For Professionals and Hopefuls: Why Grammar on Your Facebook Posts Matters?

Status. Meme. Shout-out. These what make your Facebook timeline appears welcoming the world!

For many of us, posting whatever we feel politically correct among our peers, cliques, or just by ourselves makes up our individuality. No matter how harsh the subliminal connotation or how endurable the superficial meaning of a post we make, still does not worth the markdown of our individuality, profession, or career.

A simple toast of comprehending while posting could save us from a lifetime regret. When a damage has been done, the only way to contain it is acceptance. Through acceptance, we would find regret the most comfortable friend we might never regret it we had.



Facebook, the most popular and the biggest of all social networking sites based on global reach, has over “2 billion monthly active users as of June 30, 2017” (Facebook.com, 2017). Most of us have the biggest audience on Facebook among all other social media combined based on friends list and following. We post our statuses, memes, or shout-outs directed at that immense statistics of audience we have accumulated through the years since the birth of Facebook on June 1, 2004. We share our sentiment, viewpoint, or perspective on Facebook where all our audience are in all walks of life. Our posts endanger our very own individuality we may not have time to take notice of it.

The quality of impact Facebook could influence the very core of one’s both personal and professional lives could put one in an imminent danger of being scoffed at, mocked or subject of derision that might cause a feeling of being underrated despite some glamorous accomplishments in life. Nobody deserves an understatement of his or her considered victory. Yet, no one has a monopoly of standards in assessing one’s achievement he or she considers it success. Thus, it matters to behave mature and be cautious in socializing on networking sites, especially on Facebook.

Posting on Facebook is the language of our social behavior that defines the very core of our personal and professional correctness. Any errors or lapses in our English grammar through our posts on Facebook can painfully affect the profession we have, especially to teachers and freelance editors.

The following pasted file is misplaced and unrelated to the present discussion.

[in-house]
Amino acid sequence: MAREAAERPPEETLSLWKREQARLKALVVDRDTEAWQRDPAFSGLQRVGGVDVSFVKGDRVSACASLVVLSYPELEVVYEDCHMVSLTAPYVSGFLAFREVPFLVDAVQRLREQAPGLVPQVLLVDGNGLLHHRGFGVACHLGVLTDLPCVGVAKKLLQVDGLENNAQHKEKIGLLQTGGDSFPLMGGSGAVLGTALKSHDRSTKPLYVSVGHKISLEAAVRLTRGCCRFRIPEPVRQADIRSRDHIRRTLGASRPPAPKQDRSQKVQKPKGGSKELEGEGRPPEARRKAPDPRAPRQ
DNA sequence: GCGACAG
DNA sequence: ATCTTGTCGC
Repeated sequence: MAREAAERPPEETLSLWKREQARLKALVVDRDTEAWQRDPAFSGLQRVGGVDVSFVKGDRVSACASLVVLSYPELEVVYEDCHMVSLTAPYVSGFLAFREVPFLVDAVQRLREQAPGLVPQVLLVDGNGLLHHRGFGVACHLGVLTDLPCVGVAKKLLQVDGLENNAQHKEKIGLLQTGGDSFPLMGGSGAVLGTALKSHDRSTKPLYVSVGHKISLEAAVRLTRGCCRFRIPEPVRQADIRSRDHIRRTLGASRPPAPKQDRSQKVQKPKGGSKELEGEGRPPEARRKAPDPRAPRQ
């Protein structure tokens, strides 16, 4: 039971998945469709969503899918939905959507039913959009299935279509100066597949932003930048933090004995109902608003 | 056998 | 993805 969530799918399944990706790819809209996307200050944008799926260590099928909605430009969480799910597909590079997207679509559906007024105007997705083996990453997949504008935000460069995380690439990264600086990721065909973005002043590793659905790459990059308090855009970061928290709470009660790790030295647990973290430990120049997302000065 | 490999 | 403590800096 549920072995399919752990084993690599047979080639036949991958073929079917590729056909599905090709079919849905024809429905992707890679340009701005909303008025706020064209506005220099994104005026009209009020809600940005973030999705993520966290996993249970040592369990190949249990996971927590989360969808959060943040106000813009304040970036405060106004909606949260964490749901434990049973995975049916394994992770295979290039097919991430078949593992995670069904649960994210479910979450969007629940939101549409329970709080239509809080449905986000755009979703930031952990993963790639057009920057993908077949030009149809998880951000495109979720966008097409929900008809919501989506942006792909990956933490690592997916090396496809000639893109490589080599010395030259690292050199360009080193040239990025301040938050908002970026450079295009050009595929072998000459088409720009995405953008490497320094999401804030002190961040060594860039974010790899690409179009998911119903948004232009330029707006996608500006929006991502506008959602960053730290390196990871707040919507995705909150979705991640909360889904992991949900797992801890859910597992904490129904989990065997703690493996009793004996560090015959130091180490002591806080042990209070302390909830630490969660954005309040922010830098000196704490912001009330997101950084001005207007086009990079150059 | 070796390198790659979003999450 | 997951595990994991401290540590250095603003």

These some common grammar pitfalls that your Facebook timeline has been plagued since conception are worth learning. You could laugh at it. You could laugh at yourself. You could laugh at things the entire day but these grammar lapses. Who would have thought that these to consider trivialities for some couldn’t be expected to either depreciate one’s career or compound one’s real-life learning.

Despite of

Using “despite of” as preposition in a sentence makes one’s day terrible. As a textbook editor, I always think the two sides of a coin when reading such pain in the ass-grammar pitfall. Either I revise the gist of the sentence just to accommodate the use of “despite of” but with an addition of an “in” before that as, “in despite of” to make “despite” a noun. Or I stick to the original thought of the sentence by dropping “of” to make the sentence grammatically compliant. Instead of using “in spite of” (a variant usage for “despite”) or “despite of”, please use “despite” without “of”.

Bring versus Take

Using a correct word in a sentence is another way of understanding the message you want to convey. Or when you keep on doing the opposite, you will end up a laughingstock thy kingdom come.

When the movement of an object is going toward you, as a subject, please don’t hesitate to use “bring”.

Example: Please bring that cup to me. (NOT: Please take that cup to me.)

When the movement of an object signals away from the subject, again, don’t be too shy to use “take” instead.

Different Than versus Different From

Another common word usage pitfall is pairing “different” with a preposition “than” instead of “from” when the thought of the sentence is drawing out distinction. The word “different” functions as adjective; thus, a preposition “from” must be used after the word.

Example: Some scenes in the movie Titanic are different from the actual events. (NOT, different than)

However, “different than” can be appropriately used in a sentence when the thought of the sentence speaks of a degree of comparison.

Me, Myself, and I

Using this three words straight in a sentence is stupid. “Me” always functions as the object pronoun and “myself” is a reflexive pronoun. As a textbook editor, I always have this rule of thumb to use a reflexive pronoun, such as “myself” limitedly for emphasis of the subject pronoun, “I”.

Example: I did it myself to avoid more arguments to come.

Dangling Modifiers

Someone could have a lot of explaining about how to fix dangling modifiers. In a straightforward talking, dangling modifiers are descriptions that describes none. Thus, modifiers are dangling.

Example: Tired and weak, still managed to fix all things in order. (dangling modifiers)
Tired and weak, I still managed to fix all things in order. (dangling modifiers are fixed)

Fixing dangling modifiers is as easy as making the sentence have a clear subject to be modified by the modifiers. Yet, most of us prefer to trivialize this grammar lapse by making it a habit in writing and in speaking.

Nobody is perfect. But to fall prey to these glaring grammar lapses could be a perfect markdown of one’s profession.


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